Our guest post is by Veterinian Dr. Letrisa Miller.
As you have probably guessed, events that are stressful for people tend to be stressful for cats too. Things like storms, visitors, and changes in routine. All of these tend to happen around the holidays. Why do our cats find these things stressful? One reason is that we find them stressful, and our cats are very attuned to us. When we are tense, our cats don’t necessarily know why, but they do know that something is upsetting us. Many cats seem to take our problems onto themselves and to worry about us. How many of us have been comforted in a dark hour by our cat? I am always amazed that these animals that hate being wet will allow people to cry on them!
Cats are often stereotyped as aloof, but really they aren’t aloof at all; they just tend to internalize their stress, signaling it in ways that are less obvious than nail biting, sleeplessness, or the other ways human beings tend to show stress.In cats a sign of stress might be a change in play or eating habits or the onset of interstitial cystitis and urination outside the litter box. Unfortunately, the latter reaction often causes further stress for their human companions, and things just get worse from there.
When we have guests in our house or move to a new place, our cats just get plain scared. Imagine being the size of a cat and having large animals (unknown humans) clomping around in your space! I think I would go into hiding too! Meeting new people is difficult for cats, and often we don’t show much sympathy for how small and vulnerable they might feel.
Moving to a new place can be even more upsetting, particularly for older female cats. Kittens are adventurous, but once a cat reaches the age of three or so years old, it starts having set territories. Female cats are often intensely territorial and have small territories. Male cats tend to have less-well-defined, larger territories. Stepping outside their territory is unthinkable to many older cats, so when they are forced to move, they might have difficulty coping. This is one reason that older cats have a harder time with visiting the veterinarian unless they go very often.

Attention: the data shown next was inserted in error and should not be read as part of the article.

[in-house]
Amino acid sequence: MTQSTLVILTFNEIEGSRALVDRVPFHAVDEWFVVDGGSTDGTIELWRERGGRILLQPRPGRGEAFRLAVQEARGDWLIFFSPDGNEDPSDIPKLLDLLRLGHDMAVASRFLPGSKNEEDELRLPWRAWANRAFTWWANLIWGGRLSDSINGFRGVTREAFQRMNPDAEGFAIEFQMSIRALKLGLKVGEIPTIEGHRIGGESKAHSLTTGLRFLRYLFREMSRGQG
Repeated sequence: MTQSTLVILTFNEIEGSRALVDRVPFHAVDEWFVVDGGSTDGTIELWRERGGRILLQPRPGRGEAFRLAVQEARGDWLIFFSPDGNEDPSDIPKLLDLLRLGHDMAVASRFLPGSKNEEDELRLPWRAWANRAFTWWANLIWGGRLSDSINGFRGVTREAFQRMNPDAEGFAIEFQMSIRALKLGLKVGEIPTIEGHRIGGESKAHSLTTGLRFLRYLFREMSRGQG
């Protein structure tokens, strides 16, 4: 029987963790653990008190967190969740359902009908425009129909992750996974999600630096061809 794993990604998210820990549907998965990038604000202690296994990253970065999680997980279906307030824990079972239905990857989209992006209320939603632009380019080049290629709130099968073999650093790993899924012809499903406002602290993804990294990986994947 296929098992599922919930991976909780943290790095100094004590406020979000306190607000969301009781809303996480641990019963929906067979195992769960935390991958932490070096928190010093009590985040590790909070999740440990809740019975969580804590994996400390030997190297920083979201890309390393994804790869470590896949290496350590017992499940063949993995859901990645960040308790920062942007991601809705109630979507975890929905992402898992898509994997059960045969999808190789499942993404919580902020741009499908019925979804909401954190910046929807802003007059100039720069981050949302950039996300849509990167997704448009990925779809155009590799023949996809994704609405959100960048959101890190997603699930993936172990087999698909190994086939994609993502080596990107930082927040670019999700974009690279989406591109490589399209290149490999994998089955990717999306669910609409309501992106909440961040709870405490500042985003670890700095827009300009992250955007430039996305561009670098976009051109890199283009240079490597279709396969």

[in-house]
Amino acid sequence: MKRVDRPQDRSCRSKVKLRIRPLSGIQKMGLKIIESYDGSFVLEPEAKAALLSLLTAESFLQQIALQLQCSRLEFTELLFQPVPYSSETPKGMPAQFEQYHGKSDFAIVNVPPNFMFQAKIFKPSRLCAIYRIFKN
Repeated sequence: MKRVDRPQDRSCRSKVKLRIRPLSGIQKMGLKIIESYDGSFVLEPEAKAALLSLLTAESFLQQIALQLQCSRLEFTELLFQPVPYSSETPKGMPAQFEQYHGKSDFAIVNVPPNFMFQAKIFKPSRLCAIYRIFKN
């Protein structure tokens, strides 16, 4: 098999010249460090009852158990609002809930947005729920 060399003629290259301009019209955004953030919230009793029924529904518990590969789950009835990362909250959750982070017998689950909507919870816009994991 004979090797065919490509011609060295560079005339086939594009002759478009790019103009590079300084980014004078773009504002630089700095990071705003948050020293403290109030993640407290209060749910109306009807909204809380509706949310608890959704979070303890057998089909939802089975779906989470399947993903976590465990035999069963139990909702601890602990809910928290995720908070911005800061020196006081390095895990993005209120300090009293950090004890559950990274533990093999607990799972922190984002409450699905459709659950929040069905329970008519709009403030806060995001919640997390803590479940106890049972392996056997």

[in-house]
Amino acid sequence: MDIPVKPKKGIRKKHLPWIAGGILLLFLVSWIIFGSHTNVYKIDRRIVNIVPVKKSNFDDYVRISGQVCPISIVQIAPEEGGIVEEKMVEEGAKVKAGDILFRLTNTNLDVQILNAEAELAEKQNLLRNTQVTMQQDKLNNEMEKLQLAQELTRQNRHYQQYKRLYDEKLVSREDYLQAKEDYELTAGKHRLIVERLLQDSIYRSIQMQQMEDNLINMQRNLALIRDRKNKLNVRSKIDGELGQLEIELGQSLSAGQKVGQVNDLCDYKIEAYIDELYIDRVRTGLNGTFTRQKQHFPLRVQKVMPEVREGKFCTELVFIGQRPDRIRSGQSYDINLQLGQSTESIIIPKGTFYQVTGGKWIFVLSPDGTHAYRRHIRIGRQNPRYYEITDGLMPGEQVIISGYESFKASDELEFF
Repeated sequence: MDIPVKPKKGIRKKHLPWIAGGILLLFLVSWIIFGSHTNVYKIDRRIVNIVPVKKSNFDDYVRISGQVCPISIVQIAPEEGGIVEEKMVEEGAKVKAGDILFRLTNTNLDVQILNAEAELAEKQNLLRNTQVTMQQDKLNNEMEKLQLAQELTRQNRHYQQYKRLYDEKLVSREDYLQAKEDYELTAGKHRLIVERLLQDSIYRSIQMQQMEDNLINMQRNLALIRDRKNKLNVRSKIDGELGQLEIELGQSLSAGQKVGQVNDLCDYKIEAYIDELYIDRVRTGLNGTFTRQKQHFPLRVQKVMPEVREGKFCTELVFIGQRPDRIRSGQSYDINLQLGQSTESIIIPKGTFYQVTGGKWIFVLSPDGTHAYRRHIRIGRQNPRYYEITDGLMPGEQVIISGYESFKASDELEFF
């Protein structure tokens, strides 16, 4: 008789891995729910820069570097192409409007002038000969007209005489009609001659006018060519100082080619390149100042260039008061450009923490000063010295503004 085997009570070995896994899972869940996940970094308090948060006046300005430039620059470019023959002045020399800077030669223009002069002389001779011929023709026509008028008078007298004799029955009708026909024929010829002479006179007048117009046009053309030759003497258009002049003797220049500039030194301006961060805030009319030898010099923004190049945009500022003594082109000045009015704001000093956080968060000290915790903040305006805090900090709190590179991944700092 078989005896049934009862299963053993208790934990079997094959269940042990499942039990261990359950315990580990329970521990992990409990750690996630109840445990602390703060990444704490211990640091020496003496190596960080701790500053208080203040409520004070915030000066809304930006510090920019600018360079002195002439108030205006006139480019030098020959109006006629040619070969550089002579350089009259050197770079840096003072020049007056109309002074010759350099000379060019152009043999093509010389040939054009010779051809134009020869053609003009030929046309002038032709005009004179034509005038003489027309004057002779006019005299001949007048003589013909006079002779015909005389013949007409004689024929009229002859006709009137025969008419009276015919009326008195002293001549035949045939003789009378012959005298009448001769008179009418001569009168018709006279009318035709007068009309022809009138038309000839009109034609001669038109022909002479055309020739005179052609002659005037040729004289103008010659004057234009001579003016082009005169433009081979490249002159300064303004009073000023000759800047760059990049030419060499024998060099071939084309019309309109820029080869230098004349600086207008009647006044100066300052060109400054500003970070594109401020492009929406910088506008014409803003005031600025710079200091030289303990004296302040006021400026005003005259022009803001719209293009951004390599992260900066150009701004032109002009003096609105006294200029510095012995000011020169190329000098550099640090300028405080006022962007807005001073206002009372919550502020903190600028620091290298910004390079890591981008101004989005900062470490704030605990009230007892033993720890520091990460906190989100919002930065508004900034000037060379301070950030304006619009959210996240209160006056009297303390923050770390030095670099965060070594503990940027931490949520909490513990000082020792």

- When you have guests in your home, give your cats extra support. For example, provide a space that is all their own. If you have to move your cats, make sure they have something that smells like home or at least like you. They are likely to be scared and to need extra gentle, quiet handling.
- Some cats get overexcited, nervous and frightened and can’t seem to stay still until every crevice of a new space is explored. Others hide and won’t come out of a closet or out from under a bed.
- However they react, give your cats the space to feel comfortable, but be there to offer your familiar petting when they want or need it. Talk quietly to the hiding cat, but don’t force it out of its “safe” spot.
- The older a cat gets, the more important routine becomes. (Sounds like a lot of people, too, doesn’t it?) Events such as storms, guests in the house, holiday schedules, and moving to a new location all mean changes in our daily routine.
- Cats that are sensitive to stress may have illnesses at these times; for example, interstitial cystitis or a flare up of sneezing and conjunctivitis. Cats that have kidney insufficiency may develop a urinary tract infection because they aren’t venturing to their litter box as regularly as they should be.
- Some cats will stop eating, and some will overeat. Some of the reactions cats have to stress can be life-threatening, so any change that lasts more than a day or two should be checked out by your vet.
(Yes, trips to the vet’s office can be yet another stressful event for your cat. You can help make vet trips less stressful by gradually acclimating your cat to being in a carrier and riding in a car, using pheromone spray or wipes in their carriers, covering the carrier when outside, and by choosing a veterinarian who truly enjoys treating cats. I’m sure I’m biased, but I also strongly believe feline-exclusive practices offer a less stressful environment for most cats.)
Most cats adapt quickly to changes, but those that develop health problems should be helped. Urinary tract illness is very painful and at minimum should be treated with pain medication. Decreased eating can lead to fatty liver disease, so don’t ignore the full food bowl. Always be alert to changes in behavior in your cat during times that have an element for stress for you or your cat. Cats are very subtle beings and it is easy to overlook warning signs of illness.
Many parallels exist between stress in humans and cats. While the two species show signs of stress differently, similar stressors seem to contribute to our loads.
- Don’t forget that the visiting in-laws or grandchildren can be just as stressful for your feline companion as for the humans in the household. Watch for signs that your kitty needs some extra TLC and prepare before hand so that you can minimize Fluffy’s anxiety.
I often see critically ill cats coming from homes that have experienced recent major upheavals. Unfortunately, the people involved often heap even more stress on by blaming themselves for the illness at hand. Usually we can’t control the major stressors in our lives, but we can be aware that they can effect our cats as well as us. Perhaps veterinarians should develop a preventive medicine strategy for stressed households. Something to ponder.
In the meantime, I wish everyone a stress-free holiday season, for the sake of you and your cat!